My Apple Card number was automatically selected to pay for the membership. The Apple Pay logo was grayed out further down which made me pause for a few moments. I kept saying to myself that I thought we get 3% back on all Apple services and products. It wasn’t until after I paid for the membership that the Apple Pay inside the Wallet app confirmed the fee was 3% cashback despite the website not disclosing this information. 

Apple Pay Receipt

 

So, even though Apple Pay is grayed out and says it is ineligible for one of the accepted payment types, it is indeed supported for the 3% cashback using the Apple Pay credit card number. Normally we only receive 1% for using the card. I thought I’d share in case this isn’t fixed by the time someone else pays for their annual fee. What an excellent way to receive $3.22, where I wouldn’t have otherwise.

Homeless Man Image

Want to be known as the next indie app developer millionaire? Want to get out of the rat race and be your own boss? Do you want to call the shots and be in control of your financial destiny? Great! But before I continue let me be completely honest with you… While this is possible, it won’t happen overnight. If you want success badly you will get it, just know it wont happen overnight. I want you to think about that for a second. I know I like things straight to the point, concise, and everything done right now but unfortunately that’s not how the world works.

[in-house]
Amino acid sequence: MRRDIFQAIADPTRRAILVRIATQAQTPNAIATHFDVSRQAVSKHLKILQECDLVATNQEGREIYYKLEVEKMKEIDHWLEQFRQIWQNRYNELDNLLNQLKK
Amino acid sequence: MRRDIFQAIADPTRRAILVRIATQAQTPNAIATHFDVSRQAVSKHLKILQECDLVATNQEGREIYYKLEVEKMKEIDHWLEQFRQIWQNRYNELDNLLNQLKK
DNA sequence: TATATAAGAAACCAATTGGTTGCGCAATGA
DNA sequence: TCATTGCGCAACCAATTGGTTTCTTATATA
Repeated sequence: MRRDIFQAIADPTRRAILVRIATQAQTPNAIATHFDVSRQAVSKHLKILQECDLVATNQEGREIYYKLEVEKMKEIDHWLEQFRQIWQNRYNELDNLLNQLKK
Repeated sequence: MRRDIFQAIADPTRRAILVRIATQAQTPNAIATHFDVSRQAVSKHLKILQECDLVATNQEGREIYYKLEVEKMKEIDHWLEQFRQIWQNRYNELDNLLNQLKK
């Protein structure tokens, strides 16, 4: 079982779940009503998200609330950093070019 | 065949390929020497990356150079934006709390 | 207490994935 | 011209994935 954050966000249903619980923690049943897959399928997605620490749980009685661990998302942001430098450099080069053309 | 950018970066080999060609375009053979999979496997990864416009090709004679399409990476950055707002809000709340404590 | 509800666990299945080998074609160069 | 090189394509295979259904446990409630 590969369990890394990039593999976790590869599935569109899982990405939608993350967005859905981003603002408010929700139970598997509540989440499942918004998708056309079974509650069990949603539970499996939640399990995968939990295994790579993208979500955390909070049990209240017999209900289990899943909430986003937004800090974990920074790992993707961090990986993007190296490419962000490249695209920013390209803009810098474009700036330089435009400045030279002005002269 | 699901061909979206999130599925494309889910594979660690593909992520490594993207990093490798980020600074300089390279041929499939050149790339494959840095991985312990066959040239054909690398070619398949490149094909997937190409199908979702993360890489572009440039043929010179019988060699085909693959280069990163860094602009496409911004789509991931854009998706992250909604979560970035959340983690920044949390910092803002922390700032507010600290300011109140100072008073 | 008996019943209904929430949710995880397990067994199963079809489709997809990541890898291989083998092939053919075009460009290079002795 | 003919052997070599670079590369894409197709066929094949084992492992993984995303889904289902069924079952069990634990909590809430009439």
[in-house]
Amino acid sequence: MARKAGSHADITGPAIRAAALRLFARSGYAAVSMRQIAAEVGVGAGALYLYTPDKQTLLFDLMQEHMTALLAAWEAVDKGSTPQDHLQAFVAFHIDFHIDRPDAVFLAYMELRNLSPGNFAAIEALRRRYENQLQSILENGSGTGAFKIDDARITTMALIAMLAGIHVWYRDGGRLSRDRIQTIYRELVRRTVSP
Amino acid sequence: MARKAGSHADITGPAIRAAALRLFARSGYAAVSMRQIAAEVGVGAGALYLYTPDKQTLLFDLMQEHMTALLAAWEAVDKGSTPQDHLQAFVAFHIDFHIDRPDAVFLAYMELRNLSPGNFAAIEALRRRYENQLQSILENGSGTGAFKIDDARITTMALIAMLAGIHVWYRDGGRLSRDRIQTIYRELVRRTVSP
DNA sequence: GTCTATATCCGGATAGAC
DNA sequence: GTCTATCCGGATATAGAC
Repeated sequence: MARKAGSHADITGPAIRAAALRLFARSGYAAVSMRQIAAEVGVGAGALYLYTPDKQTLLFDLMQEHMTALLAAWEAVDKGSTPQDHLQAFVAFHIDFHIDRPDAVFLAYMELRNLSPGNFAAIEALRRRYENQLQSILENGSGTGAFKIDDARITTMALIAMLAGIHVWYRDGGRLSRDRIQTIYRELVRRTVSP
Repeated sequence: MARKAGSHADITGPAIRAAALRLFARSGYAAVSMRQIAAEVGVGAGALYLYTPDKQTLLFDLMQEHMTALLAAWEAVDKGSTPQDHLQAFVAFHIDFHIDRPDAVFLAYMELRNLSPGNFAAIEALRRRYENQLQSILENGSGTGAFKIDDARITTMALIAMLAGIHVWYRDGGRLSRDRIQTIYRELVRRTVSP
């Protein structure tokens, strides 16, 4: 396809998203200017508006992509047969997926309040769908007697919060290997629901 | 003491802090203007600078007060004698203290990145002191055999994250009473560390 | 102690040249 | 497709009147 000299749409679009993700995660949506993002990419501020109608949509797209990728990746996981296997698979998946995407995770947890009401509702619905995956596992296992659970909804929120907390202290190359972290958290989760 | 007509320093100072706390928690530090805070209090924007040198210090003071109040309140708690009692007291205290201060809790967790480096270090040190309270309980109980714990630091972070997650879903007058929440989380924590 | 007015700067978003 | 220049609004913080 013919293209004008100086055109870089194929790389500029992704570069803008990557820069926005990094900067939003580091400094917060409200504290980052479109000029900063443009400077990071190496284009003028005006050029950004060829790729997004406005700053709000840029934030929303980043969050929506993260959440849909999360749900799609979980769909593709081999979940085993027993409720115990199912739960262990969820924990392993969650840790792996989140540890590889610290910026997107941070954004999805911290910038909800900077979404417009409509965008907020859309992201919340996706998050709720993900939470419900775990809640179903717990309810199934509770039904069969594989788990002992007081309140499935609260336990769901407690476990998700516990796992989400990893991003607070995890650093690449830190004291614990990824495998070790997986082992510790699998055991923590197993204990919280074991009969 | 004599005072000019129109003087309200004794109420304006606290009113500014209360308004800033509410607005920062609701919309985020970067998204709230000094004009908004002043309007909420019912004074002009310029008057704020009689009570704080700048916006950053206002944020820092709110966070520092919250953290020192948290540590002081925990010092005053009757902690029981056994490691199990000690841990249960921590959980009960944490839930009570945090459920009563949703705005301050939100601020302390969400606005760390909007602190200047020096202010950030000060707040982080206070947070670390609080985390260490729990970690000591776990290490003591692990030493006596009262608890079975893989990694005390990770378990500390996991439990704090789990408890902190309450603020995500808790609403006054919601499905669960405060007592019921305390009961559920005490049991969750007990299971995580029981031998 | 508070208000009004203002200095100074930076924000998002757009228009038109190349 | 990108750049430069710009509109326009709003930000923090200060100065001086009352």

Point #1: It takes time (months, even years) to reach success so have patience.

I remember my first year making apps I only made $9.51 for my first app for Android™ back in 2012. After experiencing and getting my feet wet in the app industry I knew I could make some extra income selling apps I did some more research and started making more apps. Today I now have over 32 apps published on over 5 different app stores. My income has grown tremendously since then with each year projected to bring in more than previous years.

Point #2: Experience by trying new opportunities, tactics, marketing, and see what sticks.

I’ve recently published apps to Windows even though all the hype is against developers to do it. Well it seems to be paying off well for me. I make more on Windows than I do from the Android™ market. I see tons of opportunities.

The message I hope to send out to you is that anyone can be successful in the app industry. The more apps you publish, the more you will earn. If you really think about it, its just a mathematical equation. Publish more paid apps of some value and the market will pay you for what its worth. I’ve earned around $1,000 a month, my next goal is to reach $5,000 so to gain that goal of mine I need to publish more valuable apps. Also beware that earnings each month are not always consistent. One month you may see a spike and next everything falls to hell. This business is a never ending roller coaster ride, buckle up bitches it’s going to be bumpy.

Point #3: Being in the app business and especially an indie developer in this industry is not for the faint of heart.